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Can I really do this? Perceived benefits of a STEM intervention program and women’s engineering self-efficacy

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2017 ASEE Annual Conference & Exposition


Columbus, Ohio

Publication Date

June 24, 2017

Start Date

June 24, 2017

End Date

June 28, 2017

Conference Session

Women in Engineering Division Technical Session 7

Tagged Division

Women in Engineering

Tagged Topic


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Paper Authors


Christina S. Morton University of Michigan

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Christina S. Morton is a doctoral student in the Center for the Study of Higher and Postsecondary Education at the University of Michigan. Christina has professional experience in Academic and Student Affairs, serving as an Academic Success Coach at Johnson C. Smith University and a Residential Director at North Carolina State University. Her primary research interests are in the motivation and persistence of underrepresented minorities in Science, Technology, Engineering, and Mathematics (STEM).

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Selyna Beverly University of Michigan

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Selyna Beverly is current doctoral student in the Higher Education program at the University of Michigan, Ann Arbor. She has worked as an administrator in a College of Engineering in California and through that experience grew interested in studying female faculty and students. Currently, her research centers on implicit bias within engineering and how it affects women who are pursuing engineering degrees.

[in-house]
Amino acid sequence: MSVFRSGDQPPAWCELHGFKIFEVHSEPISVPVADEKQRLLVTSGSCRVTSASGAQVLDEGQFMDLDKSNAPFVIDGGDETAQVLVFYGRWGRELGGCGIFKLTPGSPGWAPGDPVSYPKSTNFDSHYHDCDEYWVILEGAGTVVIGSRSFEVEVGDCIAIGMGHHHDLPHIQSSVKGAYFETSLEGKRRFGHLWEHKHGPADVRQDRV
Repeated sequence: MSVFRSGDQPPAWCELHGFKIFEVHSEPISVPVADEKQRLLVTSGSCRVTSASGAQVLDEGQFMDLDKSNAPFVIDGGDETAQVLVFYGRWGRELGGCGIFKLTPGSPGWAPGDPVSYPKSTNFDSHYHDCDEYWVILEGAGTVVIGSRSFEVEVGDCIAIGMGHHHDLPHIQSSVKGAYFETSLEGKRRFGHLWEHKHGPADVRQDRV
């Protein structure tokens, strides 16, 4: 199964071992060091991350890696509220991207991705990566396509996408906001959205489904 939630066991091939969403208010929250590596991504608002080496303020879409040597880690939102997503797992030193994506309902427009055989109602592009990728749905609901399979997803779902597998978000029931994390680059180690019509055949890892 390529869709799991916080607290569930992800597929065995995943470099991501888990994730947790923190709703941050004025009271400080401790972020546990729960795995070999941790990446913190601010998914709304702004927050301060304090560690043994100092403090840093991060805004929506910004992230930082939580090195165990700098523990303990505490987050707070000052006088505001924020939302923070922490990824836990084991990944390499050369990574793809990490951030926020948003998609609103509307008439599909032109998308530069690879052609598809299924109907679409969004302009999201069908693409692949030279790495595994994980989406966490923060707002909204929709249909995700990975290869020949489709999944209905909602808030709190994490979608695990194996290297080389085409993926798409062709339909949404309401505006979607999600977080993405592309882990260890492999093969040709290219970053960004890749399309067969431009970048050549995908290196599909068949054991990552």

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The low number of women that persist in science, technology, engineering, and mathematics (STEM) disciplines is a current problem that has manifested particularly in the engineering collegiate environment. Regardless of previous levels of academic achievement, women are more likely to leave engineering than their male counterparts. Self-efficacy, or the self-confidence to complete certain tasks, is attributed to attrition and persistence in engineering programs. STEM intervention programs that focus on improving the self-efficacy of students can lead to women’s persistence in engineering programs. This study utilizes Bandura’s Self-Efficacy Theory to investigate the relationship between engineering students’ reports of the benefits of participating in a university STEM intervention program and self-efficacy in engineering, and how this changes over the first year of college. Preliminary findings indicate that women and men’s engineering major confidence significantly increases after participation in the pre-college summer transition program. However, by the end of students’ first academic year, their engineering major confidence is comparable to the levels reported prior to their participation in the summer program. These findings partially align with the extant literature on women’s engineering efficacy but suggest the need for further investigation.

Morton, C. S., & Beverly, S. (2017, June), Can I really do this? Perceived benefits of a STEM intervention program and women’s engineering self-efficacy Paper presented at 2017 ASEE Annual Conference & Exposition, Columbus, Ohio. 10.18260/1-2--28003

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